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Breakdown breakthrough?

Compostable films made with soy proteins are now technically viable according to new research from Michigan State University. Next up: overcoming scale and cost hurdles.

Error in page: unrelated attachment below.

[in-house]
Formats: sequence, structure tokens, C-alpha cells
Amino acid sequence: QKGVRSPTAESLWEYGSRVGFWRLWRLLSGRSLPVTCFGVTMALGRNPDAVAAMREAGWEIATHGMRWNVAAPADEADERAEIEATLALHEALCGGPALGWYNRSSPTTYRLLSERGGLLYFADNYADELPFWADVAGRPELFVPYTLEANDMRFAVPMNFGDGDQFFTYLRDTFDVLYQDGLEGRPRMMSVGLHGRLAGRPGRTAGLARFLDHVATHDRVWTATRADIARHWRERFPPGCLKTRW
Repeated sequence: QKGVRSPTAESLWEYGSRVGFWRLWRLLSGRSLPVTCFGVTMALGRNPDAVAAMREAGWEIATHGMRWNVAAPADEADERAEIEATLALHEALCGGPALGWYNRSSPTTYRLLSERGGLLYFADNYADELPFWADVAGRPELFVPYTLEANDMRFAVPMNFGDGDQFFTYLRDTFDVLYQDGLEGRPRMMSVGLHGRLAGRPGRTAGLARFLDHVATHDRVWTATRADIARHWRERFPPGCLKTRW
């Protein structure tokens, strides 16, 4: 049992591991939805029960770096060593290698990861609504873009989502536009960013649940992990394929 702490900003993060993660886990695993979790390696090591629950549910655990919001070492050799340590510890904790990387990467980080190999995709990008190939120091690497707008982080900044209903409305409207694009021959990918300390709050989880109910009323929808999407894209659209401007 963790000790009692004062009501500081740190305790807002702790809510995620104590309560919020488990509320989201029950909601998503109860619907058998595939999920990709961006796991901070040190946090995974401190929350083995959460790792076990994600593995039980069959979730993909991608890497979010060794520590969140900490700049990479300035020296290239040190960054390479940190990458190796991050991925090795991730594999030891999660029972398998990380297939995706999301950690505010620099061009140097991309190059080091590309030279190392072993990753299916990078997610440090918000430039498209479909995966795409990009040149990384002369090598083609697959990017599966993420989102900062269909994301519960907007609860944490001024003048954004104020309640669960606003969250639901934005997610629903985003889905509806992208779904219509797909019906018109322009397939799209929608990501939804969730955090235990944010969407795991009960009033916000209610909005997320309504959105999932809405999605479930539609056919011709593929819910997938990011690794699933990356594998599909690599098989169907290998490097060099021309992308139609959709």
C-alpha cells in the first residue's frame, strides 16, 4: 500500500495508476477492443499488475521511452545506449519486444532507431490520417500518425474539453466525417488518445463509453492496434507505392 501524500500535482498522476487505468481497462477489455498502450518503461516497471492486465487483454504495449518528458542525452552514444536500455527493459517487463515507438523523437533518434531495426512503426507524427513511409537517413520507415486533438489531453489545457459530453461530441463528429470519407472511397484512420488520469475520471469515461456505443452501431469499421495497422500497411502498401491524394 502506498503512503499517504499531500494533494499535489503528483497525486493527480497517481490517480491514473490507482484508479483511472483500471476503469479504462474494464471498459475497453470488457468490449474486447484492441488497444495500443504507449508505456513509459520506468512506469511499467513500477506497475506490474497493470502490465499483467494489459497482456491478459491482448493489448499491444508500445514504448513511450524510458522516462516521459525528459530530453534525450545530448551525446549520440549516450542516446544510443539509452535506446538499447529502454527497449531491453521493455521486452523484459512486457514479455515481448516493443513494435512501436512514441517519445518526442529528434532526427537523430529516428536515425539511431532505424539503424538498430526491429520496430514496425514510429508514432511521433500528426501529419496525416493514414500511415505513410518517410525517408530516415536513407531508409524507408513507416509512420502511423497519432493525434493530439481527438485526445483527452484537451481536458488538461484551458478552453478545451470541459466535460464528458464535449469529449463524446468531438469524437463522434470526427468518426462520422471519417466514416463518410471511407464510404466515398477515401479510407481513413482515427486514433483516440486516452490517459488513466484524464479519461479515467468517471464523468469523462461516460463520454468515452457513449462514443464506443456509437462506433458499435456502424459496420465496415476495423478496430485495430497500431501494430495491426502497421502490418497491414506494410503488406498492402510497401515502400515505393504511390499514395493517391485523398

A new type of soy-based polyester film that biodegrades via composting has been produced on laboratory-scale equipment at Michigan State University's Department of Chemical Engineering East Lansing MI. Initial applications of the technology will focus on product applications such as lawn and leaf bags trash bags and agricultural mulch film. But the films can also be used for packaging applications says Dr. Ramani Narayan who is Professor of Chemical & Biochemical Engineering at MSU and who pioneered the development of the new plastic. Initial packaging applications might include carry-out bags (such as plastic grocery sacks) and cereal bags for bag-in-box applications. Pallet wraps are also possible as are injection-molding applications. (For a new development in biodegradable foodservice packaging see Packaging World August '98 p. 2.) Chemists have long recognized that soy protein and other protein polymers can be cast into films with the aid of plasticizers. However such protein films until now have been brittle with elongation-to-break of around 30% to 50%. Nor could such films be melt-processed in conventional plastics processing equipment without degrading. Narayan believes his research supported in part by the United Soybean Board has overcome processing problems. He claims to have developed thermoplastic blends of soy protein and a certain type of polyester that melt and form a viscous fluid that can be blown or cast into film or injection-molded. Blends tested on the laboratory-scale equipment have consisted of up to 40% soy protein. The main benefit of the protein-based plastic is its ability to completely disintegrate and decompose into CO2 water and biomass in a typical 35- to 40-day composting cycle specified by the ASTM standard for composting. Performance issues So far the protein plastic blend has been tested only on a small-scale extrusion cast film line. "We're using conventional processing equipment but on equipment of a laboratory scale" says Narayan. "Obviously in scaling up production there will be lots of parameters that will need to be optimized. But there's no reason why it shouldn't work on a bigger machine." Narayan says that in theory the films should perform well on form/fill/seal and other packaging equipment although he admits such tests haven't been done since packaging isn't one of the preliminary application focuses. But he maintains that because the protein plastic film "behaves like a pure thermoplastic material" it is heat-sealable like any other. Most important Narayan claims to have overcome elongation and tensile strength weaknesses traditionally inherent in soy protein film blends. Such blends can now elongate up to 500% and exhibit tensile strength of around 2 psi according to Narayan. He says that LDPE elongates to anywhere from 300% to 600% with tensile strength of around 2 to 3 psi. Drawbacks The most significant drawback of course is cost. Narayan estimates that in the beginning protein plastic packaging materials will cost roughly double that of commodity-priced LDPE films. Like any other new technology Narayan expects the cost to come down as volumes go up. Another drawback is that the bag material can't be made completely clear. Instead it would be translucent. Narayan says pigments could be added to make it opaque. A final drawback is susceptibility to extreme humidity and liquid. Narayan admits that the plastic could degrade slightly if left in an extremely hot and humid warehouse for an extended period of time. "If it's a very high-moisture environment and you leave it there for a year or two years there will be some deterioration" he admits. Also "if water comes into contact with the film you'd start to get some degradation." But he argues these are defensible limitations. "If we want something to biodegrade at very fast rates we have to sacrifice somewhere." He claims the films resist infestation despite being made with organic materials. "It is rodent-and insect-proof because of the way the polyester encapsulates all the proteins. It should not attract insects or rodents." Though he admits this has not been tested he says "Once we get the films up and running we'll test that out." Next steps Next up is to produce the films on a pilot line. Full-scale film production in a commercial film plant will follow. Narayan says he's in discussions with resin companies as well as blown-film converters that he prefers not to identify. Companies that supplied the polyesters for testing include Eastman Chemical (Kingsport TN) and Union Carbide (Danbury CT). Narayan reports that his project is about six months away from testing on a commercial processing line. "If you want to go on a commercial line you need at least 500 to 1 pounds of resin. But before we make that much we want to play around with many more formulations to come up with the right one. "The question that hasn't been answered yet is what speeds will the material run at? We may find that we have to cut the speed down by twenty percent or we may have to adjust temperature etc. Those kinds of things we're not sure of yet." What has been demonstrated according to Narayan is that the the protein plastic degrades quite well under a variety of commercial or even backyard composting conditions. "We wanted it to degrade very fast even in a poorly run composting operation" he says. "But we have to be careful when we say that because if you have a very poorly run operation then you're not even going to do a good job biodegrading your organic material let alone the protein plastic." To be considered a true composting operation says Narayan temperatures should reach 50°C to 60°C (122°F to 140°F) for five to seven days after which there is a cool-down and maturation phase. The protein plastic blend degrades through a combination of hydrolysis and microbial biodegradation. Narayan stresses that the protein plastic isn't designed to be a solution to litter. "On concrete it will disintegrate as slowly as any other plastic" he says. "If it comes in contact with soil it will biodegrade but much slower than in a composting operation." Although the films aren't recyclable Narayan argues that recycling isn't appropriate for "certain packaging and single-use materials because of their very low volumes or contamination with other organic wastes." For these applications composting is a more effective solid waste disposal solution he maintains. Of course even if the film blends succeed on a technical level their popularity ultimately depends on how much the still-young U.S. composting infrastructure grows. While the films can get their start today in lawn and leaf bag applications Narayan acknowledges their widespread adoption for packaging applications is dependent on the growth of the composting infrastructure. "We're looking five ten years down the road when these infrastructures grow and [packaging made from these plastics] would fit into such an infrastructure." Narayan can be reached at 517/432-0775 or narayan@pilot.